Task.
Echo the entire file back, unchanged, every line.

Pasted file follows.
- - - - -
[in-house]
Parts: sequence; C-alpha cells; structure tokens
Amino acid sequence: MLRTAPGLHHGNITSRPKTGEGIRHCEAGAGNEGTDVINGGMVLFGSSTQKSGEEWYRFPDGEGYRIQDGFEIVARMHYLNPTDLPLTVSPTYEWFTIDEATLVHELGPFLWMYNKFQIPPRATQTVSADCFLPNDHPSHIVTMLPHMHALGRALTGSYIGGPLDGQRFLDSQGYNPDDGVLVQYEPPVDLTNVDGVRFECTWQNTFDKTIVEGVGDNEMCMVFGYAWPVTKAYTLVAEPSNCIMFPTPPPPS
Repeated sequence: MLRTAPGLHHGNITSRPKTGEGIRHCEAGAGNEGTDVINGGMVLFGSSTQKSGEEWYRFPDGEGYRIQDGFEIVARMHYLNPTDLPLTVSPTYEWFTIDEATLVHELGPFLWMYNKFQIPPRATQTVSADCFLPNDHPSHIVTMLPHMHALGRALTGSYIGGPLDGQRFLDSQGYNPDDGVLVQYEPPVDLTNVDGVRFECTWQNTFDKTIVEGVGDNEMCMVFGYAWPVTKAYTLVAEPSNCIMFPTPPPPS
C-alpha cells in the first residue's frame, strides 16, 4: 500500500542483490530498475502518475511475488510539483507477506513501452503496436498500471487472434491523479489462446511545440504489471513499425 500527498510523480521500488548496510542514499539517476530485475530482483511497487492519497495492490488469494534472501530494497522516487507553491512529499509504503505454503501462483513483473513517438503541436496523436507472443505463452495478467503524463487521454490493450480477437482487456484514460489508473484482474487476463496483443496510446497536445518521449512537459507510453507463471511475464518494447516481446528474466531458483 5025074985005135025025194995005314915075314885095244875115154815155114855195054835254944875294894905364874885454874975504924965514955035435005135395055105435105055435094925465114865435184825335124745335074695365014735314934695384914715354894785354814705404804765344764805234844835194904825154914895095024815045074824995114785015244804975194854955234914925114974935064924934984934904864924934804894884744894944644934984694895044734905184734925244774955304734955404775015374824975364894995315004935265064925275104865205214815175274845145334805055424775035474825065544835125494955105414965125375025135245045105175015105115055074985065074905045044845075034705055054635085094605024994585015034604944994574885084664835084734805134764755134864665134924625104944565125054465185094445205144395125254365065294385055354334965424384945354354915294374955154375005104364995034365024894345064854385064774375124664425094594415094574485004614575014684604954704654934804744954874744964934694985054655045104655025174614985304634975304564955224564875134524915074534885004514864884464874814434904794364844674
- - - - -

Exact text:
[in-house]
Parts: sequence; C-alpha cells; structure tokens
Amino acid sequence: MLRTAPGLHHGNITSRPKTGEGIRHCEAGAGNEGTDVINGGMVLFGSSTQKSGEEWYRFPDGEGYRIQDGFEIVARMHYLNPTDLPLTVSPTYEWFTIDEATLVHELGPFLWMYNKFQIPPRATQTVSADCFLPNDHPSHIVTMLPHMHALGRALTGSYIGGPLDGQRFLDSQGYNPDDGVLVQYEPPVDLTNVDGVRFECTWQNTFDKTIVEGVGDNEMCMVFGYAWPVTKAYTLVAEPSNCIMFPTPPPPS
Repeated sequence: MLRTAPGLHHGNITSRPKTGEGIRHCEAGAGNEGTDVINGGMVLFGSSTQKSGEEWYRFPDGEGYRIQDGFEIVARMHYLNPTDLPLTVSPTYEWFTIDEATLVHELGPFLWMYNKFQIPPRATQTVSADCFLPNDHPSHIVTMLPHMHALGRALTGSYIGGPLDGQRFLDSQGYNPDDGVLVQYEPPVDLTNVDGVRFECTWQNTFDKTIVEGVGDNEMCMVFGYAWPVTKAYTLVAEPSNCIMFPTPPPPS
C-alpha cells in the first residue's frame, strides 16, 4: 500500500542483490530498475502518475511475488510539483507477506513501452503496436498500471487472434491523479489462446511545440504489471513499425 500527498510523480521500488548496510542514499539517476530485475530482483511497487492519497495492490488469494534472501530494497522516487507553491512529499509504503505454503501462483513483473513517438503541436496523436507472443505463452495478467503524463487521454490493450480477437482487456484514460489508473484482474487476463496483443496510446497536445518521449512537459507510453507463471511475464518494447516481446528474466531458483 5025074985005135025025194995005314915075314885095244875115154815155114855195054835254944875294894905364874885454874975504924965514955035435005135395055105435105055435094925465114865435184825335124745335074695365014735314934695384914715354894785354814705404804765344764805234844835194904825154914895095024815045074824995114785015244804975194854955234914925114974935064924934984934904864924934804894884744894944644934984694895044734905184734925244774955304734955404775015374824975364894995315004935265064925275104865205214815175274845145334805055424775035474825065544835125494955105414965125375025135245045105175015105115055074985065074905045044845075034705055054635085094605024994585015034604944994574885084664835084734805134764755134864665134924625104944565125054465185094445205144395125254365065294385055354334965424384945354354915294374955154375005104364995034365024894345064854385064774375124664425094594415094574485004614575014684604954704654934804744954874744964934694985054655045104655025174614985304634975304564955224564875134524915074534885004514864884464874814434904794364844674